Defensive lineman Thomas Booker went to Stanford because he wanted a better understanding of the game and more versatility as a player, characteristics that could lead him to the National Football League.
The 6-foot-3, 303-pound Booker isn’t listed as one of the premier defensive linemen in college football alongside Michigan’s Aidan Hutchinson, Oregon’s Kayvon Thibodeau, Florida State’s Jermaine Johnson II or Georgia Jordan Davis, but is generally considered in the top 10 to 20 range at the position. It means the Gilman graduate is likely on an NFL roster by the end of the three-day draft, which begins Thursday night.
Will he get selected as an end or tackle? Booker doesn’t know and doesn’t care. The versatility is his strength.
“It’s good to have a guy who can play multiple roles at a high level, said Booker, an Ellicott City resident. “I didn’t play inside or outside occasionally at Stanford but did both evenly, especially in the last two years. You don’t have to take me off the field. You can put me inside on pass rush downs or outside on run downs. Use me like a Swiss Army knife.”
There was a time when defenses, especially the dominant ones, stayed in one basic look with only slight variations. But with offenses starting to pass more, defenses went into attack mode by changing alignments and trying to create mismatches. Booker has and can play nose guard, tackle or end in any scheme, regardless if it’s a 4-3 or a 3-4.
Even more importantly, he is hard to block.
“I can thrive in both those positions [tackle and end] and hopefully that versatility helps me to get into a rotation where I will be able to contribute,” Booker said. “Whatever franchise takes a chance on me, regardless if I’m a starter or on special teams, I want to contribute to winning football. Individually, I want to challenge for a starting spot.”
Booker started for three seasons at Stanford. The former two-time All-Metro first team player had a career high 59 tackles last year, including 28 solo and five for losses to go with 1 1/2 sacks. Some draft experts thought he might end up in the NFL as a free agent, but Booker likely solidified his draft worthiness with impressive performances in the East-West Shrine Bowl game in Las Vegas in February, the NFL scouting combine in Indianapolis and at his pro day at Stanford.
Somebody had to take notice of him running that 40-yard dash in 4.94 seconds and bench pressing 225 pounds 31 times. Booker has an explosive first step, good lateral movement and can shoot gaps, but definitely needs to work more with his hands and getting offensive linemen off his body.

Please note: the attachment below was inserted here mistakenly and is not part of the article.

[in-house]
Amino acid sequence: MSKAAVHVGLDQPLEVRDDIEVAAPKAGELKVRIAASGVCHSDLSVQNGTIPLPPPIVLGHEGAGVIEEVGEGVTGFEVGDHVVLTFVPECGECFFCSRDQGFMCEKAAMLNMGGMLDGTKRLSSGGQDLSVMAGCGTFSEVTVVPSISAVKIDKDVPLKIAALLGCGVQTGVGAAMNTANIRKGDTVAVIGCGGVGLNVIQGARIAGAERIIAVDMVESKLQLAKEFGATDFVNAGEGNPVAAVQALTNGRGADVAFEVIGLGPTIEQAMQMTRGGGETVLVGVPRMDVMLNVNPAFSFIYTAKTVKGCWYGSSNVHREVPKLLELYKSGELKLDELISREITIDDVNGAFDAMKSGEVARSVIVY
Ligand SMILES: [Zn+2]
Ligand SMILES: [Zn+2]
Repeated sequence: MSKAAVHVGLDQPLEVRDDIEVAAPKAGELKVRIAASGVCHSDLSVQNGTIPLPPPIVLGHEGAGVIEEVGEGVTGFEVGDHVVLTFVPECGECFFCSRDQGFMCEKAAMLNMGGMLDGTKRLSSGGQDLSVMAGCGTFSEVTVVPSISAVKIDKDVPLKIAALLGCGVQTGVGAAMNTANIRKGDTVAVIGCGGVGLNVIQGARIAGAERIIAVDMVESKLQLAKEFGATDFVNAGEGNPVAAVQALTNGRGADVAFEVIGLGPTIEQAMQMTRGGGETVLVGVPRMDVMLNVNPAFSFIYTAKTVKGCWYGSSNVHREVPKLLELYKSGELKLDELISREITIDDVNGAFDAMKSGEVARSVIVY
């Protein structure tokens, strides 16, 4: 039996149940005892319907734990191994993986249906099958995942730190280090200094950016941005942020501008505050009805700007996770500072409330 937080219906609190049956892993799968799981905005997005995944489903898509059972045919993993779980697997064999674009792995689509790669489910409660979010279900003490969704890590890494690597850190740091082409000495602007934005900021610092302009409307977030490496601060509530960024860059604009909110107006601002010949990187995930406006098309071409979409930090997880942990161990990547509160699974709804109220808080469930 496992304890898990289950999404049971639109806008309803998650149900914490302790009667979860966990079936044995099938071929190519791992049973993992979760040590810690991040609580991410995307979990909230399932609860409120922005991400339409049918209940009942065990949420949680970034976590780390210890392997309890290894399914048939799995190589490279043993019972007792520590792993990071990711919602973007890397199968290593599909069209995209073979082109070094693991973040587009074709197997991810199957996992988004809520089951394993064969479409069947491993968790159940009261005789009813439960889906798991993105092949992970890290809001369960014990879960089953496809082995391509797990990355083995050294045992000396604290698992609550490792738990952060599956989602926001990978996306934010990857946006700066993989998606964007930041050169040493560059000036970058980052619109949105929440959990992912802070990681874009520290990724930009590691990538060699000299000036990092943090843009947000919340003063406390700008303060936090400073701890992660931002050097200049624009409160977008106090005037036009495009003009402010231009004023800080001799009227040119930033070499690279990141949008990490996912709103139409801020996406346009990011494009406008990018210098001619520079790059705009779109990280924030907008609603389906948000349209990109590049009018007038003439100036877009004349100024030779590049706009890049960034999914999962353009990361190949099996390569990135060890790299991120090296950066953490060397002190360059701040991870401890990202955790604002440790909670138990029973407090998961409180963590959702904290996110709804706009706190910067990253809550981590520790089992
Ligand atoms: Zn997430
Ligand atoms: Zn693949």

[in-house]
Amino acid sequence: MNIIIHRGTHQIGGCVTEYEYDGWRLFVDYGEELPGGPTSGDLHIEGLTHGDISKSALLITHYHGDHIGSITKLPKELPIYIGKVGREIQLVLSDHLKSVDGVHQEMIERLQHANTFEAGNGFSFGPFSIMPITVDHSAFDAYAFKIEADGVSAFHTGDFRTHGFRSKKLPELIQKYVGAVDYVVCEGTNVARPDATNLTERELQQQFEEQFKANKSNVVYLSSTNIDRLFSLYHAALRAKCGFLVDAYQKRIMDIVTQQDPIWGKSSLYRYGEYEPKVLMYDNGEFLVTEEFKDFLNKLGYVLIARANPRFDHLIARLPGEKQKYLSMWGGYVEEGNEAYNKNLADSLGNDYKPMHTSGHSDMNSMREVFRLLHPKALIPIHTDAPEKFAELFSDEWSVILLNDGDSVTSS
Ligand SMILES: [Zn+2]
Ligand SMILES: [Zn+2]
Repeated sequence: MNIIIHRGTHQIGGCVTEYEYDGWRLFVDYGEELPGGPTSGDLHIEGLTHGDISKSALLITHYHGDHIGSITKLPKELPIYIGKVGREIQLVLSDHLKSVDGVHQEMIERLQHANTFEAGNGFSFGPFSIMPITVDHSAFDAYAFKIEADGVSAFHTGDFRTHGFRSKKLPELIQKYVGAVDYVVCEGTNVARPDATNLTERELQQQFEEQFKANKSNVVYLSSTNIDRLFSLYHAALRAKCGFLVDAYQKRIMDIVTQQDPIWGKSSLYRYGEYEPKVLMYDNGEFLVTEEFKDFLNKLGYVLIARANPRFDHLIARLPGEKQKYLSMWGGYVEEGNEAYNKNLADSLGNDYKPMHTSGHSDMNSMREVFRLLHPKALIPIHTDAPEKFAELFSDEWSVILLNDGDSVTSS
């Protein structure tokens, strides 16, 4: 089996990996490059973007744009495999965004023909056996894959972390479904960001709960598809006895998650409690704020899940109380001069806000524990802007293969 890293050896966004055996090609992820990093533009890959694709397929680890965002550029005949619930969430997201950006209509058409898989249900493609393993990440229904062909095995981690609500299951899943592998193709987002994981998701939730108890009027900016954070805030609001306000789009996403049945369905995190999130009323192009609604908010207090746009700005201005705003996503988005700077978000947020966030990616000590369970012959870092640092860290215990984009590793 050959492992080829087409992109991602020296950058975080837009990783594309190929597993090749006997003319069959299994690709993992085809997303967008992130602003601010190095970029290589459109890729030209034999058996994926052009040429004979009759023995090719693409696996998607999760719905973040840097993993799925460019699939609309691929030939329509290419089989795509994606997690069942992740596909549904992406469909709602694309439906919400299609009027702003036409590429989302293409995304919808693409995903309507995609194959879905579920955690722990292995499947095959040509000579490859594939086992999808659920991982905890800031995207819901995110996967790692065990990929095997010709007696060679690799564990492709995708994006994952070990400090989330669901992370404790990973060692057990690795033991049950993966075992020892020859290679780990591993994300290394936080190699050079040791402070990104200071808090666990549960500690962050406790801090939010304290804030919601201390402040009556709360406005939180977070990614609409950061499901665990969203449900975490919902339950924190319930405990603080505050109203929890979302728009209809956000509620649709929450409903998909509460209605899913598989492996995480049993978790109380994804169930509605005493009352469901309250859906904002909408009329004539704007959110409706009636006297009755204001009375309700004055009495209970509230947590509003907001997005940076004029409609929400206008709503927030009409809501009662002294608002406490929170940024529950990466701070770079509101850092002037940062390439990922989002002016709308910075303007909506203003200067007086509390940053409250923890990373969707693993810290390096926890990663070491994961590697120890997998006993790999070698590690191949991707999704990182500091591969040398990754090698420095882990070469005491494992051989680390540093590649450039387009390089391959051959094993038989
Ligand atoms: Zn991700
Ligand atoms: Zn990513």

“Honestly, this entire process has been kind of a rush,” he said. “It’s been a lot of preparation for a couple of specific data points. For me, the Shrine Bowl, I wanted to show them [scouts] what I could do as a pass rusher and a run defender, show them I was a complete defensive lineman. I think I balled out and showed I could play against some of the best players in the country, regardless of conference.
“Then the combine, you train for months on about five to seven drills, and you are aware you only get a couple of shots in prime time. But I think I showed my athleticism, I was in the top five in every single drill and was No. 1 in agility drills. So, I think I performed at the maximum level, not just at the basic one.”
Almost nearly as impressive is the fact that Booker is a two-time captain at Stanford, a rare accomplishment for most college football teams. There, he was a first team selection for the Senior CLASS Award, which stands for Celebrating Loyalty and Achievement for Staying in School and is awarded to student-athletes with notable achievements in four areas: community, classroom, character and competition.
His excellence in the classroom made him a two-time pick for the College Sports Information Directors of America Academic All-America first team, and he was a finalist for the William V. Campbell Trophy, also known as the Academic Heisman, which is awarded to the college player with the best combination of academics, community service and on-field performance.
He loves talking football with NFL scouts and assistant coaches. That’s part of the reason he went to Stanford.
“At Stanford, they are really big on understanding the why,” Booker said. “They want you to know why they had certain calls, why we play certain techniques. This process can be a grind and to engage in it is definitely humbling. Honestly, I enjoy the different philosophies and talking concepts, actually teaching yourself some new ones.”
That’s vintage Booker, according to his former Gilman coach Biff Poggi, now the assistant head coach at Michigan.
“Thomas is a very special person,” said Poggi. “I’ve known him since he was born. He is the full package, an excellent person, highly intelligent and a superb athlete. He is a culture changer for an organization. He is loyal, hard-working, honest and all about the team. He is a foundational player and person.”
Poggi almost had Booker and Mississippi linebacker Chance Campbell on the same playing field at Gilman, but Campbell later moved over to Calvert Hall. Booker and Campbell, though, are friends who grew up together in Ellicott City and attended the same middle school. If both get drafted this weekend, there might be some big parties in Howard County.
Booker has had virtual visits with Indianapolis, Tennessee and San Francisco and participated in local day with the Ravens.
“It will be a dream just to hear my name called,” Booker said. “I hooked up with Chance at the scouting combine after we both had pretty good days. Imagine, we were taking middle school math together and now we’re at the same stage, the same precipice, of doing something great.”
Thursday, 8 p.m.
Friday, 7 p.m.
TV: ESPN, NFL Network, Chs. 2, 7